In order to deliver on these small changes, we had to ensure that all staff, wherever in the service they worked, felt like they were coming along on the journey; that we were making these changes ‘with’ them, not ‘to’ them. We ensured that there was a running thread of high-quality, relationship-based practice, and a systemic approach to change, with everything we did. That’s true for the work we undertake with families, but we also had to live those values through the way in which we worked with each other.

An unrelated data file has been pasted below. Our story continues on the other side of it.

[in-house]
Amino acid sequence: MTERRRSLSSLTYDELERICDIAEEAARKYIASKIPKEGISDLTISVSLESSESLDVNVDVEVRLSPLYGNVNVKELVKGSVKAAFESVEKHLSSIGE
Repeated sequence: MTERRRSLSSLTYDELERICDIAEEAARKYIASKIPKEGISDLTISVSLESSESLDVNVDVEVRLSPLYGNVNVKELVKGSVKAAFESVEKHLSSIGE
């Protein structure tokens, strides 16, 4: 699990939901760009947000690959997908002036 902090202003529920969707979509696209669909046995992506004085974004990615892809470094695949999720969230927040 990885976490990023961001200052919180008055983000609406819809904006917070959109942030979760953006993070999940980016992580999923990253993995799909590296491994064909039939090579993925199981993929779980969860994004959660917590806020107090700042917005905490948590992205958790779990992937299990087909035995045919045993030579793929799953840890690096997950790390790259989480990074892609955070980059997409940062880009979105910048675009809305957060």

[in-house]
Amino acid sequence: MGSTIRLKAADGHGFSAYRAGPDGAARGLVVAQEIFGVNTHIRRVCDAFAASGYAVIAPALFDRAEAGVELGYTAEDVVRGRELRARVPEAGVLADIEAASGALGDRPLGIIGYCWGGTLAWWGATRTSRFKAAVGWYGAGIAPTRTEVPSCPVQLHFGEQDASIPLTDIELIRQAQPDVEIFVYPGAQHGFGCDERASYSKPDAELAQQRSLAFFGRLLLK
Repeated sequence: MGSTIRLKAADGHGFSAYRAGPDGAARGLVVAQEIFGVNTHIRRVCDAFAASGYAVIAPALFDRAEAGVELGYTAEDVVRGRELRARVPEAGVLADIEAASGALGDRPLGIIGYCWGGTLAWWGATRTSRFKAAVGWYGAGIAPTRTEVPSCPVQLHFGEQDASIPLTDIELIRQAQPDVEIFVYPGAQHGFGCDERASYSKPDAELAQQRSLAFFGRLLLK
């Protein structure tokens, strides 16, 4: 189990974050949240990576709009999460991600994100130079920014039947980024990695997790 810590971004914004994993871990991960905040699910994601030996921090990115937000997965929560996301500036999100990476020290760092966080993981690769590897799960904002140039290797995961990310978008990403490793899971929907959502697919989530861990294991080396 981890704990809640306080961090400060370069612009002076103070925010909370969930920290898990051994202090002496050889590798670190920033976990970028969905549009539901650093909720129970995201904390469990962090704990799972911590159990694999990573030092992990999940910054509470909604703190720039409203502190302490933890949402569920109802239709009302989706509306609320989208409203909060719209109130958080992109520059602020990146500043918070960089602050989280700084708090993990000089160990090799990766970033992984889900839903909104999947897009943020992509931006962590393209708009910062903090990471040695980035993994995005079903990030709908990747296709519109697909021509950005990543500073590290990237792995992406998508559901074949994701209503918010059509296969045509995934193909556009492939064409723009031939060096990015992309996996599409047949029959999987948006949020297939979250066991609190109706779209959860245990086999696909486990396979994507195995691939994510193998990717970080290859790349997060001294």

We faced a few barriers along the way; time can be hard to find in children’s social care, particularly over the summer months, which limited our ability to achieve everything we wanted to. But we were able to draw upon the enthusiasm of everyone across the organisation, at all areas of service and seniority. At first, this collaborative and non-hierarchical way of working took some getting used to; I was invited to a meeting to discuss incorporating potential changes with senior managers and other IROs,but I gently reminded them that this needed to be co-produced with practitioners, and with the voice of the child represented. We needed everyone to be involved – those (like myself) with lots of institutional knowledge of Warrington children’s social care, those who may just be beginning their ASYE, and those who feel quite distant from the front-line of social work practice. We organised a new meeting with all of these different groups represented, and left with a list of proposed changes to Mosaic. Since practitioners were present, we knew that the changes would support direct work with children and families, and since the Mosaic team were providing advice, we knew that the changes were compatible with the Case Management System. I was really helped along on my journey by having coaching conversations with Ryan, a member of the Crescendo team; it was so useful having someone to call and soundboard off of, even if I was just seeking reassurances that the changes I was suggesting made sense.